Noa Khamallah, former Executive at Voi and Lime, argues that not only are e-scooters the perfect fit for the cities of the future but they can also help speed up the UK’s emergence from the pandemic
Everything old is new again. Just ask Lady Florence Norman, the suffragette who in 1916 first popularised the ‘motor scooter’ as the future of transport. “Everybody that can ride a bike can ride a motor scooter,” Norman enthused from atop an Autoped during the First World War.
It is fair to say that Lady Norman’s efforts were somewhat more successful in securing women the vote than scooting. Bar a post-Second World War surge in scooters owing to fuel rationing, the future of British transport has belonged to the motor vehicle. And so it is again as our cities struggle with COVID-19. People have returned to their cars to avoid a brush with this crippling virus on public transport.
The challenge for cities is that congestion and pollution are not going away. Nor, at least in the short-term in the midst of another government-mandated lockdown, is the coronavirus. Cities are going to have to embrace new ways of moving to beat back their challenges and that means embracing e-scooters and other forms of so-called ‘micromobility’ as safe and convenient alternatives to car, bus, tram and train travel.
Now forget what you hear about e-scooters being a scourge. Yes, there are a few bad apples who don’t use them responsibly, but our roads and motorways are plagued by similarly irresponsible drivers. And yes, some people use their scooters to get into trouble. But people also use bikes and cars to get up to no good, and we don’t blame cars or bikes for their actions, do we?
Besides, any misuse of scooters is vastly outweighed by the benefits of micromobility. Scooters are accessible to people on a wide range of incomes, easy to use, cheap to operate, convenient to store in your home or office, and environmentally friendly. In other words, they are perfect for the cities of the future.
More importantly, e-scooters can help propel cities out of the worst of the pandemic in the coming months. If we are to touch normal again this year, we need every safe mode of transport available to citizens. Why subject yourself to crowded train carriages or buses when you can freely cruise the streets instead?
This isn’t to suggest there are no problems with the various e-scooter trials being conducted up and down the United Kingdom. There are too many free-floating e-scooters cluttering our pavements and causing headaches for pedestrians and councils across the country. Allowing people to place their e-scooters anywhere is an invitation to frustration; nobody wants to have to dodge obstacles as they walk or push their pram through the High Street.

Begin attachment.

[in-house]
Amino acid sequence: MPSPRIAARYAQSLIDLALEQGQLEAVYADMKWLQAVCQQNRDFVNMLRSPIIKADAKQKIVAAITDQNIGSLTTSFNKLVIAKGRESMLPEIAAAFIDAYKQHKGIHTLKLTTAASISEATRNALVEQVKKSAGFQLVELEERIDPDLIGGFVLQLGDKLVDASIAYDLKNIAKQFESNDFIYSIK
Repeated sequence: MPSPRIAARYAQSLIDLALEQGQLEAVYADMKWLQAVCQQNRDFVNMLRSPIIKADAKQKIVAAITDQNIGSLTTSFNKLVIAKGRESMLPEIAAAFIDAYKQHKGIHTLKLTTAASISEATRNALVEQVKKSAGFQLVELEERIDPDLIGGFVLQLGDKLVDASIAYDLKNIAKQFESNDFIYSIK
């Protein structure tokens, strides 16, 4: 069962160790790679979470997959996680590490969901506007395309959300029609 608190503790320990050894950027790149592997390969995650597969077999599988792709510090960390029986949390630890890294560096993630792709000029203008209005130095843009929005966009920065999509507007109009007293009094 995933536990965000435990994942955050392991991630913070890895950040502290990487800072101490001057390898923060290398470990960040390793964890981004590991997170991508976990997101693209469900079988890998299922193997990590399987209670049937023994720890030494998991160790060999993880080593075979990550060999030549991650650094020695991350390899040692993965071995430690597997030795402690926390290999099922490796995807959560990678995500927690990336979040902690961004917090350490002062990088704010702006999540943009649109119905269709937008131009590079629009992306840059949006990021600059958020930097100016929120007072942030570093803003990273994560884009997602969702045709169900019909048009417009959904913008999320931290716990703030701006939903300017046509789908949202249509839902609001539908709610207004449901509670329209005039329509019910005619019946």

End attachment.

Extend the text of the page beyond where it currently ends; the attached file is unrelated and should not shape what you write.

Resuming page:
Thankfully there is an answer to these problems: docking. Give e-scooters a storage point on our streets and they will be welcomed as a trusted companion to cycles. Docks can also double up as a charge point for e-scooters, thereby eliminating the need for an army of contractors to race around town collecting, charging, and re-distributing scooters around our pavements- a practice that eliminates much of their environmental benefit.
The problem right now is that very few councils are insisting on using docks for their e-scooter trials, meaning e-scooters are ending up in our canals, car parks, and tips. Councils are repeating the mistakes they made with dockless cycles, and it will be a major detriment to the UK’s urban hubs if the option of scooting is taken away.
Our streets are not the play or dumping grounds for free-floating e-scooter companies. Councils need to put convenience, reliability, and safety to the fore, so locals can enjoy the benefits and freedoms that can come with e-scooters, especially those on lower incomes who cannot afford a car or daily train travel.
COVID has given us an (unwanted) opportunity to change the way we move around cities. We can either complain about the pandemic’s restrictions on our freedoms or invent new ones that respect the current reality. E-scooting gives us a way to keep one of the few benefits of the pandemic – cleaner air – while eventually getting us safely back to work.
Lady Norman wasn’t wrong; she was simply ahead of her time. Now it’s time for councils to embrace the future.